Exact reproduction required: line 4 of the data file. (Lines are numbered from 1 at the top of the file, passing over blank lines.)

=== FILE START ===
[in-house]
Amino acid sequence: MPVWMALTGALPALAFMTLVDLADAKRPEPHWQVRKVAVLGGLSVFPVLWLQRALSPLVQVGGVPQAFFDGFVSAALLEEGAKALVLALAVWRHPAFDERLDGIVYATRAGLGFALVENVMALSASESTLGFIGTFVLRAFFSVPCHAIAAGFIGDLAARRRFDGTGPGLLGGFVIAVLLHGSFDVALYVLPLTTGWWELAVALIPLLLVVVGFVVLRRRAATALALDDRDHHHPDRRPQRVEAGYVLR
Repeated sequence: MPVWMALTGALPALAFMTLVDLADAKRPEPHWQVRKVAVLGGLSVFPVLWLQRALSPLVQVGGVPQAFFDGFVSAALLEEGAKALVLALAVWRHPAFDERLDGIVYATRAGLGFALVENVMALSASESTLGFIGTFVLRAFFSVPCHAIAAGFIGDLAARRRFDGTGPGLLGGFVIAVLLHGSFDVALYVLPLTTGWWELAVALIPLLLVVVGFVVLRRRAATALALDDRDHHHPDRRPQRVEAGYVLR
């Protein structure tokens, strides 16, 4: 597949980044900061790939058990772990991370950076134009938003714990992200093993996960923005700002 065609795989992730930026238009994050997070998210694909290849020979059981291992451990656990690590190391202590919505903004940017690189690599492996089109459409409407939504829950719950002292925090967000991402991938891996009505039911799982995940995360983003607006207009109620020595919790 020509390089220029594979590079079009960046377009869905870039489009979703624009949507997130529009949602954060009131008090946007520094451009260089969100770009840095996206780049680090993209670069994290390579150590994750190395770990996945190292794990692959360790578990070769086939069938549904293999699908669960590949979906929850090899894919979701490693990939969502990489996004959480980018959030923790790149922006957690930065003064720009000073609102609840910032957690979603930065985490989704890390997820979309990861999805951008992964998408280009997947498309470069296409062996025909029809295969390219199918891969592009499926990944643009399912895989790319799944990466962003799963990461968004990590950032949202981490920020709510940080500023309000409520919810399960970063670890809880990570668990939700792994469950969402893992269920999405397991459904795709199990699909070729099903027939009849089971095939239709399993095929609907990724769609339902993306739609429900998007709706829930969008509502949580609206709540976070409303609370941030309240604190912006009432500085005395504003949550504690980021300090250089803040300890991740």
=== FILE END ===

């Protein structure tokens, strides 16, 4: 597949980044900061790939058990772990991370950076134009938003714990992200093993996960923005700002 065609795989992730930026238009994050997070998210694909290849020979059981291992451990656990690590190391202590919505903004940017690189690599492996089109459409409407939504829950719950002292925090967000991402991938891996009505039911799982995940995360983003607006207009109620020595919790 020509390089220029594979590079079009960046377009869905870039489009979703624009949507997130529009949602954060009131008090946007520094451009260089969100770009840095996206780049680090993209670069994290390579150590994750190395770990996945190292794990692959360790578990070769086939069938549904293999699908669960590949979906929850090899894919979701490693990939969502990489996004959480980018959030923790790149922006957690930065003064720009000073609102609840910032957690979603930065985490989704890390997820979309990861999805951008992964998408280009997947498309470069296409062996025909029809295969390219199918891969592009499926990944643009399912895989790319799944990466962003799963990461968004990590950032949202981490920020709510940080500023309000409520919810399960970063670890809880990570668990939700792994469950969402893992269920999405397991459904795709199990699909070729099903027939009849089971095939239709399993095929609907990724769609339902993306739609429900998007709706829930969008509502949580609206709540976070409303609370941030309240604190912006009432500085005395504003949550504690980021300090250089803040300890991740």